I’m leaning towards this because I’m really busy already. I bring the birthday child and cake. They do everything else

 

Water Park Birthday

There is a small indoor water park in our area. They offer birthday packages where the kids can play in the pool and on the water slides, then afterward they had a room for the monsters children to eat cake before I send them home.

However, this would mean getting into a swimsuit to help monitor them in the pool. I’d really rather not, but it’s an option.

waterpark1
Not this kind, but I’d like it better!

Other

  • I’ve checked the YMCA, but all kids have to be 6 and older.
  • I asked her about bowling, and she said yuck. Didn’t like the bowling field trip at school and quit after less than one round.

 

As I’m offering the two choices above to my daughter, she proposes a third: an at-home Zelda party.

I squirm. I explain to her that our house is pretty small, she couldn’t have nearly as many friends over.

  • Read: I don’t want to clean and prep for the party. Or clean up afterwards. Or entertain monsters children for two hours.

She says she doesn’t care. She’ll just have fewer friends over. I try again, explaining that not many other children are going to know who Zelda is. She says she doesn’t care, they can come as other princesses.

link1
Not sure why it’s called Zelda when all you ever see is Link.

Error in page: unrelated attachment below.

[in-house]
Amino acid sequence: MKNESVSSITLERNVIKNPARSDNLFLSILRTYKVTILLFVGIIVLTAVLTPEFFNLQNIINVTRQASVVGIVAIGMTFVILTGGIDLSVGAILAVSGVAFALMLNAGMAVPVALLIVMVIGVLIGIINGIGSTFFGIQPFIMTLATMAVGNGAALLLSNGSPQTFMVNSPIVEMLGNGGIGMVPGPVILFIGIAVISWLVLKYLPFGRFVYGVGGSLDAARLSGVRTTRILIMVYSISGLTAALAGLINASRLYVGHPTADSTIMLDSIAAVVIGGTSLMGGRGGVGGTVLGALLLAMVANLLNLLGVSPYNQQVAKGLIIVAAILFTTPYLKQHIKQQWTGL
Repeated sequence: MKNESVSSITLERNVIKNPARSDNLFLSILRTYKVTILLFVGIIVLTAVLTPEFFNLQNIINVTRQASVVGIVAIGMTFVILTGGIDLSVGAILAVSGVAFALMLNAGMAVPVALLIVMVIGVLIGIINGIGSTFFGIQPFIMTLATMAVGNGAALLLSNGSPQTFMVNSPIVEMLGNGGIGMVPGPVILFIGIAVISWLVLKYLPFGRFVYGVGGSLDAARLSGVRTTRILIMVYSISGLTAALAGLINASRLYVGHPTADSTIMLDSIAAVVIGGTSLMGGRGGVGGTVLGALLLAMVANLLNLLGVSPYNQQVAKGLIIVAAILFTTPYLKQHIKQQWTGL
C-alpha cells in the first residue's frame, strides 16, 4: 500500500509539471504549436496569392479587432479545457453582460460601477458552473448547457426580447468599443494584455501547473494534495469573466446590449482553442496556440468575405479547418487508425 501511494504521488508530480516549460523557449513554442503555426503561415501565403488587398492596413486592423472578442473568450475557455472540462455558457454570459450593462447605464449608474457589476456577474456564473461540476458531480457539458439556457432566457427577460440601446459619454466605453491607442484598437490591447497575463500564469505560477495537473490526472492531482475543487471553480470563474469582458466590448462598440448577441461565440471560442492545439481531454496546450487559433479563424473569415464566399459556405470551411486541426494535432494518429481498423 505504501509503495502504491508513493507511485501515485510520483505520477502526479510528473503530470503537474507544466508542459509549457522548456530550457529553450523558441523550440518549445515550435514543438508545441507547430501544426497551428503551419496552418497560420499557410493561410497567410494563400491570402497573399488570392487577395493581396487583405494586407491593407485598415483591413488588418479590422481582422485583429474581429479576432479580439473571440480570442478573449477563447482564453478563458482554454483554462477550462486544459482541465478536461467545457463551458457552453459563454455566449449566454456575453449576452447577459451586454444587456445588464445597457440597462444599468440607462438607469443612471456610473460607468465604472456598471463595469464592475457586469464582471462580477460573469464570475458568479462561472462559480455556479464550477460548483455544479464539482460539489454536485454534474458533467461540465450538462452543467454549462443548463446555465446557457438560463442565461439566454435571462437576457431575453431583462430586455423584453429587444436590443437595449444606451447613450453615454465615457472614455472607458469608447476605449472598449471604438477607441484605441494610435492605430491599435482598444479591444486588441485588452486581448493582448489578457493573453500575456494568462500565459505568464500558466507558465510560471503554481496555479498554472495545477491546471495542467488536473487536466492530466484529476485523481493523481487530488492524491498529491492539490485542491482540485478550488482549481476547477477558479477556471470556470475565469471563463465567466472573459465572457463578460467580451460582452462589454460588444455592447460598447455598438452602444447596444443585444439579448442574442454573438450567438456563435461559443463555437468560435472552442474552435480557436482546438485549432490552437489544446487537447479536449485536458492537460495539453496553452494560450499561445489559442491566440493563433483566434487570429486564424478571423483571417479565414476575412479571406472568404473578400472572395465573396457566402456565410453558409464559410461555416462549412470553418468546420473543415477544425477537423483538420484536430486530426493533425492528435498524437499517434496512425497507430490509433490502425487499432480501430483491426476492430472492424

So, I back off. Maybe we can convince her later if we phrase it right.

We try again at dinner the next day, and I explain that the dance place has themes and she gets to pick the one she wants. She seems pretty happy about doing the party at the dance place and picked the princess theme.

Then, comes an awful, rushed, hectic morning. We’re finally in the car, with everything we need (I’d forgotten something and had to turn around twice), and now DD1 has me again trapped in the car.

You know where this is going. Yeah, like that.

She tells me she really doesn’t want to do a dance party. She really wants a Zelda party at home. I explain again that we can’t have as many friends come if we do the party at home. I explain again that I don’t think her friends will know who Zelda is.

She is undeterred.

She wants a Zelda party.

I told her to think about it. I have a little time yet to make a decision.

She gave me the patented DD1 look and said she’d think about it, but she already told me what she wanted.

*sigh*

How about you? Ever have to throw a child’s birthday party? Any pointers or tips?